Under the Right to Education Act, 2009, the government is obliged to provide free textbooks to all elementary school children in the public education system within the first week of the academic year.
But this is rarely the case. Surveys conducted across India have found that textbooks do not reach students on time, sometimes arriving towards the end of the academic year. A 2014-’15 study by an NGO called the RTE Forum, conducted in 457 schools across 10 states, found that textbooks were not available on time in 50% of the schools.
The country’s national capital is among the worst-performing states on this account. According to a 2013-’14 study by District Information System for Education, 27% of the government primary schools surveyed did not receive textbooks at all. Among the states, Kerala fared the worst in textbook distribution, followed by Delhi and Chandigarh.
Hurdles to learning
In the 2016-’17 academic year, children in Delhi’s government schools received their textbooks in phases, over months – some reaching them six to nine months into the session, which starts in April, a survey conducted by the Delhi RTE Forum in eight districts found.
For example, textbooks for mathematics and science reached schools in East and North East Delhi only by September, and a textbook called Pragati, a preparatory book for Class 6 and Class 8, reached schools in the eight districts just days before the final exams on March 8.
The non-availability of textbooks for such a long period directly compromises the process of learning and students’ performances. It is impossible for any child to cover the entire syllabus within a short period. Children are unable to cope with their studies for no fault of their own and then progress to the next grade without grade-appropriate learning.
Aside from the unconscionable delay, the printing and binding of textbooks is often of poor quality and does not meet norms described in procurement guidelines. This creates additional hurdles for children to access knowledge.
Textbook pe charcha
Ahead of the 2017-’18 school year, Campaign for Change, a network of individuals working towards social reform, organised community charchas or discussions on the problems arising by the delays in textbook distribution. The discussions covered the Seemapuri, Sunder Nagari and Haulambikalan localities. The main challenges identified were:
- Inordinate delays or complete unavailability of some textbooks during the academic year.
- Extremely poor quality of printing and binding (for instance, pages bound upside down, faded text, wrong colours for illustrations of animals, fruits, and even an upside down map of India).
- Incomplete and error-riddled content (for example, textbooks with several blank pages or missing pages, repetition of chapters, misspelled words).
On April 2, around 200 members of School Management Committees (statutory bodies formed under the RTE Act to monitor the functioning of schools) from across Delhi and civil society organisations working towards realising the right to education held their first ever meeting to discuss how to resolve the textbook crisis in Delhi government schools.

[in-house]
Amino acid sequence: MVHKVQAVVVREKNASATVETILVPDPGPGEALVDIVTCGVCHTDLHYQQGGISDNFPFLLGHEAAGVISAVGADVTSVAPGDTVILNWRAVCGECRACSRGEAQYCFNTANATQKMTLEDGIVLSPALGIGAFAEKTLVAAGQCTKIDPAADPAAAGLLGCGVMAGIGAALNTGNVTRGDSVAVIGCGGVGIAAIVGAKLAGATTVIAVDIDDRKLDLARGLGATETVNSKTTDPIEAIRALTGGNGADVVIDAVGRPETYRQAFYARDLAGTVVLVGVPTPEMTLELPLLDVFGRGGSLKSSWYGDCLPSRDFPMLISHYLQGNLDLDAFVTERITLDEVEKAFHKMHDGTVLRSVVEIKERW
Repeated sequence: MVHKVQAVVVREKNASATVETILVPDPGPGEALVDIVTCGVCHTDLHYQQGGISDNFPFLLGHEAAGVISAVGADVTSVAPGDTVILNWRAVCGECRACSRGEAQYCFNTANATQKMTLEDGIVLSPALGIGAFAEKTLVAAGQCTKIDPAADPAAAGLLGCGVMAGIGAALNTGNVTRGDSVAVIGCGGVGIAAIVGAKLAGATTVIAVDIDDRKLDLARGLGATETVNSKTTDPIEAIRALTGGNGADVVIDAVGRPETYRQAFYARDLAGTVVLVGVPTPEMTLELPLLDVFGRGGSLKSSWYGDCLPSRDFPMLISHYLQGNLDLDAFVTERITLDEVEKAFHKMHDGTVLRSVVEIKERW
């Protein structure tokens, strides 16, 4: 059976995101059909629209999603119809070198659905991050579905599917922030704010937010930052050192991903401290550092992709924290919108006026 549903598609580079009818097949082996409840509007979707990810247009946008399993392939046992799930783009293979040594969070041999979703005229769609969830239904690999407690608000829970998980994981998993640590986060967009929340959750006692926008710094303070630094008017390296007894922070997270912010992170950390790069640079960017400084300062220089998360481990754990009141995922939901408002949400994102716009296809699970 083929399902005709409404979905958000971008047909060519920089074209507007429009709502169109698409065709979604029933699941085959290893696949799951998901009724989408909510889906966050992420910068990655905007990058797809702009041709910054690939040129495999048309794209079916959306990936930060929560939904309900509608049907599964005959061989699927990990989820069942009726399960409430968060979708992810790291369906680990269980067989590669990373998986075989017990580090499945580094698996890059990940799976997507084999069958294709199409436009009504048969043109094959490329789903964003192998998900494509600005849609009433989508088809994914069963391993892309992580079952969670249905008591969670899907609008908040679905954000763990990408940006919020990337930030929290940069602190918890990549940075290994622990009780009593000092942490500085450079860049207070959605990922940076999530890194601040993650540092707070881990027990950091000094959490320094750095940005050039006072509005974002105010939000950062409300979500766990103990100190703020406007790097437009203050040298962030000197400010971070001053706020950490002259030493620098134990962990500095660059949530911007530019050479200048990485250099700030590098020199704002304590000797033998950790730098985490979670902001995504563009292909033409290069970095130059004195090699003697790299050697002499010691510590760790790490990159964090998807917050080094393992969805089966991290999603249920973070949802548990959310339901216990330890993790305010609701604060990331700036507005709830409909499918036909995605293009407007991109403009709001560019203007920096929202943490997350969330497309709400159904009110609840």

After speaking to children and parents, School Management Committee members agreed to take up these concerns in their respective schools and pledged to ensure the timely availability of quality textbooks.
However, when School Management Committees held a meeting with Deputy Chief Minister and Education Minister Manish Sisodia, he denied any problems with regard to textbook distribution in government schools. He said that this year, fresh textbooks would reach students by April 20, but the tenders for printing were invited in mid-January this year which is around the same time they were given last year too, despite which they failed to reach schools on time.
The Delhi Bureau of Textbooks, an autonomous body under the Delhi government, is responsible for printing textbooks for free distribution in all public schools in the national capital (which includes 1,024 schools run by the Delhi government and 1,775 municipal corporation-run schools).
An analysis by Pardarshita, an NGO working for pro-poor governance, identified inefficiencies and delays at each stage of textbook procurement – from the stage at which the Directorate of Education receives the textbook requirement of each school to the selection of printers and distributors by the Delhi Bureau of Textbooks and the supply of printing materials.
These delays, which repeat every year, cannot be explained by bureaucratic and logistic inefficiencies alone. The situation is clearly one of indifference and possibly, neglect and disregard for the rights of children.
One of the first steps taken by the Aam Aadmi Party government after coming to power in 2015 was to double the budgetary allocation for education from the previous financial year to Rs 9,836 crores. This was further increased by 8.68% for 2016-’17.
The major spending in 2015-’16 was on the construction of 8,000 new classrooms, and the 2016-’17 budget allocations prioritise training of teachers, skill development of students and installation of CCTV cameras in schools. There has been virtually no change in the amount allocated for textbooks – around Rs 100 crore – since 2013.
The Delhi government’s failure to ensure the timely delivery of primary school textbooks and the poor quality raises questions about the utilisation of funds, how printers and distributors are engaged, the imposition of penalties for violations of procurement norms and the role of the Directorate of Education. Children and parents are waiting for answers.
Ravi Prakash is a child rights activist and founding member of Campaign for Change.